In the past, I have read a few books about the final days and end times prophecy. I have studied the book of Revelation. Additionally, I have even read a popular fictional series set in the last days. However, I have never read a book from the perspective of a Jewish person or the Jewish people. A Rabbi Looks at the Last Days, by Jonathan Bernis, offers this perspective. Bernis, who is a Rabbi of the Messianic Jewish movement, offers readers a glimpse into this unique perspective.
Divided into two parts, A Rabbi Looks at the Last Days covers both prophecy relating to the Jewish people and the Gentiles' role in helping to hasten the fulfillment of these prophecies.
The first and longer portion of the book delves into some complicated and potentially controversial topics, such as anti-Semitism, replacement theory, and the idea of two Messiahs. Each chapter begins with a current idea or premise held by society as a whole or a select group of eschatology experts. He then proceeds to use Scriptures from both the Old Testament and New Testament to either prove or disprove these concepts. His analysis and application of Scripture is always done from a Jewish perspective.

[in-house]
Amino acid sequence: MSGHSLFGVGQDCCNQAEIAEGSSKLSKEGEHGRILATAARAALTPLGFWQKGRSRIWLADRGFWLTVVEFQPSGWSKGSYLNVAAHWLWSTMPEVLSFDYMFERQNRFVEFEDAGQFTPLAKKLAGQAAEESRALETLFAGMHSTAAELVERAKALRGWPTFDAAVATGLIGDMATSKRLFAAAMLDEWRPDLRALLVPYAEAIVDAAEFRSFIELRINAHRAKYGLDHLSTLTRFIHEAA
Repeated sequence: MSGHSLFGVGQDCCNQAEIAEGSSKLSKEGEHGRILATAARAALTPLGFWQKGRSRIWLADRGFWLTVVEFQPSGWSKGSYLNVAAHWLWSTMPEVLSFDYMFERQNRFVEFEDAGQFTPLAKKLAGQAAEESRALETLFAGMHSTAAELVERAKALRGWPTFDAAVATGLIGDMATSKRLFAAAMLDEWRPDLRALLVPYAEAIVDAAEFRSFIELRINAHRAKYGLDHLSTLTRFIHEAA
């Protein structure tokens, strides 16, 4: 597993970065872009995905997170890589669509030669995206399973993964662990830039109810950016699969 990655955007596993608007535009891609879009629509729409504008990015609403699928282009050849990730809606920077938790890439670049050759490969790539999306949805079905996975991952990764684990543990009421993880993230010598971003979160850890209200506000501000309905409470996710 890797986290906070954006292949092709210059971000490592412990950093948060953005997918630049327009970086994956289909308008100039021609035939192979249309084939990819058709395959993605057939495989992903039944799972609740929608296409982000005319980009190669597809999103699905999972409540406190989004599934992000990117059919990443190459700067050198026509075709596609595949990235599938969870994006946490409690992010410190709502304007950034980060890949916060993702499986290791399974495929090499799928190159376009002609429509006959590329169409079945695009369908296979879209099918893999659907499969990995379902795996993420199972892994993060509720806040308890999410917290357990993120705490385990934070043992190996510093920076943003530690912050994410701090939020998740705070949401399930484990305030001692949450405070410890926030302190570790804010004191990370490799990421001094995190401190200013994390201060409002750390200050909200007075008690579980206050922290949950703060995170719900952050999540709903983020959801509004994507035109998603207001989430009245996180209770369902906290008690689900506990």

Through the first portion, Bernis asserts compelling information and reasonable evidence as a basis for why he believes Israel holds the key to both understanding the end times and hastening the beginning of the end. He firmly believes God has not abandoned the Jewish people, and is in fact moving them toward redemption at a quickening pace.
The second portion of the book encourages readers to become personally involved in reaching the Jewish people for Christ. It is in these few short chapters that Bernis gives feet to his thoughts. He offers practical ideas and helpful insights for those who are not as familiar with the history, or current state, of the Jewish people.
Bernis, a Messianic Jew, does not claim to know everything about every prophetic message. This is, of course, refreshing in comparison to some people and groups who claim to know every single detail of the last days. In fact, Bernis does not even attempt to uncover and explain each passage of Scripture which deals with the last days. Instead, he specifically and systematically looks at Old Testament and New Testament passages which reveal Israel's role in the end times. This is not to say he pulls Scripture out of context. On the contrary, his analysis appears to be based on the context of the entire counsel of God's Word.
In general, I like learning about prophecy. Therefore, for me, as one who is grafted in, it was interesting to read thoughts on the last days from the perspective of a Jewish person who follows Jesus. If you are interested in learning more about this perspective, then I recommend reading the book.
Fine Print: I received a copy of this book from the publisher in exchange for a review.